Happy Independence Day
Loader
Join Now
The Future Of Design
Explore & Enjoy!!!

Oppenheim’s Golfing Oasis in the Jordanian Desert: An Ode to Contextual Integrity

Posted by
on July 13, 2019 at 03:58 PM

© Courtesy of internet resources

Oppenheim Architecture (offices: Miami, NY and Basel) are proving to be quite the masters of context when, after the rock-emulating structure for a water purification plant project at a rocky Swiss site, they have created a contextually aligned design for a golf academy and club house in the middle of the Jordanian desert.  Located at the Golf District at the Ayla Oasis Development Company in Aqaba, Jordan, the facility is planned to host several beaches, housing units, and an 18-hole golf course. What’s making news in this scheme is the earth coloured sinuous form of the club house designed by Oppenheim Architecture which blends in to the surrounding desert landscape without causing the least interruption.

Of the expanse of 17 square miles of leisure development that include residences as well as beaches and a golf course, it is the 40,000 square foot structure of the ‘Comfort Stations’ that catches the eye and the spirit! It has done so even during its construction, a technological innovation for the local construction workers which they were trained to execute. And it shall indeed continue to do so in the years to come of the facility’s use. The star attraction, as it is indeed ordained to be, is this comfort zone with the ingenious architecture of the golf club building.

© Courtesy of internet resources

The wavy scape of this clubhouse undulates in harmony with the desert’s rolling sand dunes and becomes one with them. Design architects Oppenheim have drawn inspiration from the dunes of the desert and the Bedouin tents that dot this sandy expanse, as well as the local Jordanian heritage of traditional built forms to create this charming piece of architecture.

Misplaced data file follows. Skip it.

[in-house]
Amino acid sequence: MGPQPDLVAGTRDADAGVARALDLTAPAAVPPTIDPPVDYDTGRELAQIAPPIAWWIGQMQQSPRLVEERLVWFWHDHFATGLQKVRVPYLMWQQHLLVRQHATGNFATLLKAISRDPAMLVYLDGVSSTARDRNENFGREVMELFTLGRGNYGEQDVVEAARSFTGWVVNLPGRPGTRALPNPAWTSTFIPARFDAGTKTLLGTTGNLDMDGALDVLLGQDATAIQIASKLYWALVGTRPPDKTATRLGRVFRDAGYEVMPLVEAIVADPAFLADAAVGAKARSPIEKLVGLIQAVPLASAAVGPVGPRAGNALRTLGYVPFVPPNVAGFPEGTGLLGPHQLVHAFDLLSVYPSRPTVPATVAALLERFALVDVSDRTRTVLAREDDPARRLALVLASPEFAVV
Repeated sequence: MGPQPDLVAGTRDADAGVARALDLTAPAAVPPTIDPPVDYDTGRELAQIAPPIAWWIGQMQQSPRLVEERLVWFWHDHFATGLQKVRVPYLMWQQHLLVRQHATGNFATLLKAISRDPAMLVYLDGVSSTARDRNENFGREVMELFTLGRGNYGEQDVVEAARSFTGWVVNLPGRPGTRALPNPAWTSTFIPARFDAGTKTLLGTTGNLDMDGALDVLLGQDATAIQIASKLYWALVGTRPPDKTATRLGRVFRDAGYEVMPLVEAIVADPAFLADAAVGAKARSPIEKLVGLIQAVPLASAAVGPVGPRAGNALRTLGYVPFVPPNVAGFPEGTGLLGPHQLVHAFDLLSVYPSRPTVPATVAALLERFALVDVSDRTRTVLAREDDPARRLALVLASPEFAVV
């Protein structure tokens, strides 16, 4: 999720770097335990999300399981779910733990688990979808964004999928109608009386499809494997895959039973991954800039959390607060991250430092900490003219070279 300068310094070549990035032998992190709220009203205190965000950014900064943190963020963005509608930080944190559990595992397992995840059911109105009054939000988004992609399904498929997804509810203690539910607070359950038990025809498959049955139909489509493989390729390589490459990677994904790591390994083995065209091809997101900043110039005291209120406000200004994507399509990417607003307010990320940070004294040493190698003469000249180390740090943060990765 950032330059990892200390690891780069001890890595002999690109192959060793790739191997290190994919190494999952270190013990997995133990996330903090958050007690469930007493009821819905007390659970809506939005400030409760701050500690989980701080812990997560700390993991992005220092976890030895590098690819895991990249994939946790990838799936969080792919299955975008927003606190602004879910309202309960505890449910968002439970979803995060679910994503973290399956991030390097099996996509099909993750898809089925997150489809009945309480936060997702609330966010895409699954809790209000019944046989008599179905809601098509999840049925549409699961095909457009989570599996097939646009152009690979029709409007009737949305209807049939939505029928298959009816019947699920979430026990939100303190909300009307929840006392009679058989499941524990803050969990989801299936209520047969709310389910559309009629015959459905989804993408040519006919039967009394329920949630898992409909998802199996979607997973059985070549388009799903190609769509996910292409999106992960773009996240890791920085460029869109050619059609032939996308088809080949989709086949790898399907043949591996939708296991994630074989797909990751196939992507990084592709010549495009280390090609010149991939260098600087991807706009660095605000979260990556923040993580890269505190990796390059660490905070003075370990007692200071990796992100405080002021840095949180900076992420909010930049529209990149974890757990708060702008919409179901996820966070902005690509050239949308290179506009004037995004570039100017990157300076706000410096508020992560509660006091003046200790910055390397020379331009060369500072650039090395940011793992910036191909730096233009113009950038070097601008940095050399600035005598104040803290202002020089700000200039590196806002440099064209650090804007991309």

© Courtesy of internet resources

The much adored structure of this clubhouse essentially a massive monolithic concrete shell that covers the building as its roof and some of its walling system as well. It drapes itself like an expansive sheet of earth over the entire building, embracing it within its folds like the sandy undulations of the desert around do. This could be achieved by applying the technology of Shortcrete, which is basically concrete, sprayed from a hose on to the reinforcing formwork which in this case is of a sinuous character. The addition of a slight orange pigment to the concrete before it was sprayed has resulted in the earth colour of the structure.

© Courtesy of internet resources
© Courtesy of internet resources

This technology, being a new one for the local workers, was taught to them through preparatory training sessions. Also, for the interiors, local artists were hired to render a process of pigmentation whereby a further reinforcement of contextual alignment was ensured. The whole setup has a raw look bereft of any additional embellishment or applied décor, which again is true to the local style of building.

© Courtesy of internet resources

Glazed surfaces and openings sans frames of any kind fixed into the shortcrete curvatures serve a refreshing recipe of material mixes while offering unhindered views of the Jordanian landscape around. Arabic ‘mashrabias’ have been invoked in the perforated and naturally ‘desert coloured’ Corten steel screens laser cut into geometrical designs to filter in some patterned sunlight. It also adds character to the night views of the curvaceous built form with the warm interior lights filtering through these patterned screens like a lit up carved Arabian lamp.

© Courtesy of internet resources
© Courtesy of internet resources

This building is a study in how a fresh approach to an architectural solution, which explores the entire gamut of elements from built form and grammar to material palette and colour, from the wisdom of traditional knowledge to the innovation of contemporary technology can truly be a cause for fraternal celebration. It can result in these built structures which are refreshingly, attractively unique in their architecture and consequently contribute to the evolution of the discipline. The sort of knowledge exchange programme that this project facilitated also highlights the blessings of international architectural practice – there is so much to be gained by both, the global designers and the local contributors.

© Courtesy of internet resources
© Courtesy of internet resources

With the experience of practicing their architecture in 25 countries around the world, Oppenheim surely are poised at the top of this game. The design of this golfing oasis, which includes an 18 hole golf course designed by the ace golfer  Greg Norman himself, adds weight to their repertoire of designs rooted in and sourced from a rich context of heritage. These projects are indeed a matter of satisfaction in the direction international architecture seems to have taken to forge ahead in. 

Share your thoughts

(required) Characters Left 500
TOP